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Hi there! Not sure if this is the right forum for this, but I really need some advice on presenting a portfolio to potential employers.
Two days ago I was contacted by a company in my area. They had seen my art online and wanted to hire me, penciling four issues of their comic book. Before we go any farther though they'd like to see my real-life portfolio. I've never had a job offer like this, and I'm not sure what to include! How many pieces of art should I bring? Is there special etiquette in presenting a portfolio? Is it ok to include fan art (say, Spiderman stuff) or should it be only completely original work?
This is my first real art job, and a bit of a surprise. I only have until Wednesday to prepare... any help you can give will be greatly appreciated!
have about fifteen of your best pieces in a nice presentation portfolio. Make sure it is geared at least 75% towards the client which means seqential art for a comic book company. The rest should show that you know how to draw or ink or color depending on what they are hiring you for. Make a disk of the portfolio so you can leave it behind. Make sure it has your contact info on it which means make a lable for it. Nothing worse for an art director to see a disk in a jewel case with nothing on it.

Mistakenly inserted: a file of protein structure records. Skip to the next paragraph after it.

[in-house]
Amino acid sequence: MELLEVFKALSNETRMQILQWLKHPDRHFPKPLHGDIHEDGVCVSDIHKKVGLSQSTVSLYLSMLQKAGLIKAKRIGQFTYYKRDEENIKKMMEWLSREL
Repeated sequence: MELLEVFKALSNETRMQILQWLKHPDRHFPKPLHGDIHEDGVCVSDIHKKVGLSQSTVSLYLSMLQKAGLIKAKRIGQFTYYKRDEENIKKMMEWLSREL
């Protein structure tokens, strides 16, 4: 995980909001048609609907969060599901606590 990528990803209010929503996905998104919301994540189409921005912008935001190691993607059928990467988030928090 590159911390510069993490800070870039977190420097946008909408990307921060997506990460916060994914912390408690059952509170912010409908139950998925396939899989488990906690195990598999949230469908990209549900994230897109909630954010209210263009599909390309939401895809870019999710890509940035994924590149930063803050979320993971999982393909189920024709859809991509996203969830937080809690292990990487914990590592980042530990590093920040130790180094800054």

In addition to dpaints advice, some portfolio advice from the senior art director for D&D:
i also would like to know if prints of 8.5 x 11 drawings unprofessional? if your going for an illustration job... does it have to be a certain dimension?
If you need a nice looking portfolio book to place your work/prints in, I'd recommend using Itoya's Profolio Polyglass Pages. You can find em at Aaron Bros and other art supply stores. But DO NOT buy the profolio folders that have pages already in them because all the pages aren't completely clear, they are a cheap plastic and it dulls the look of your artwork. If you buy any products from Itoya Profolio, make sure its only the polyglass pages; they are completely clear and stiffer.
In that 2nd link, it said "Make your leave-behind reflect your portfolio. There is nothing worse that seeing a great portfolio early in the day, and then digging through the pile of leave-behinds at the end of the day and not being able to figure out which artist I fell in love with."In addition to dpaints advice, some portfolio advice from the senior art director for D&D:
What exactly is a leave-behind? I'm assuming its like a business card but larger and with pictures or is it more then that?
Last edited by Amber Alexander; January 5th, 2010 at 01:22 AM.
Amber, a leave-behind is anything meant to be, well, left behind. Postcards are pretty standard, because they are easy to tack up or file, and don't need any hardware to access.
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Don't blow up the image to the full size of the portfolio, it dulls the impact of the work. Make it about 75% of the page and trim the white around it down to about a 1/4-1/2 inch border. And tack the image down so it's not at the bottom of the page by the end of the interview.
Just to add to what dpaint says, I'd recommend that if you can't make up 15 pieces you go with less rather than try to make up the number with lacklustre work. It's better to present 10 great pieces in total than 10 great pieces and 5 average ones. (Says he, whose gallery is awash with old mediocre art - do as I say, not as I do )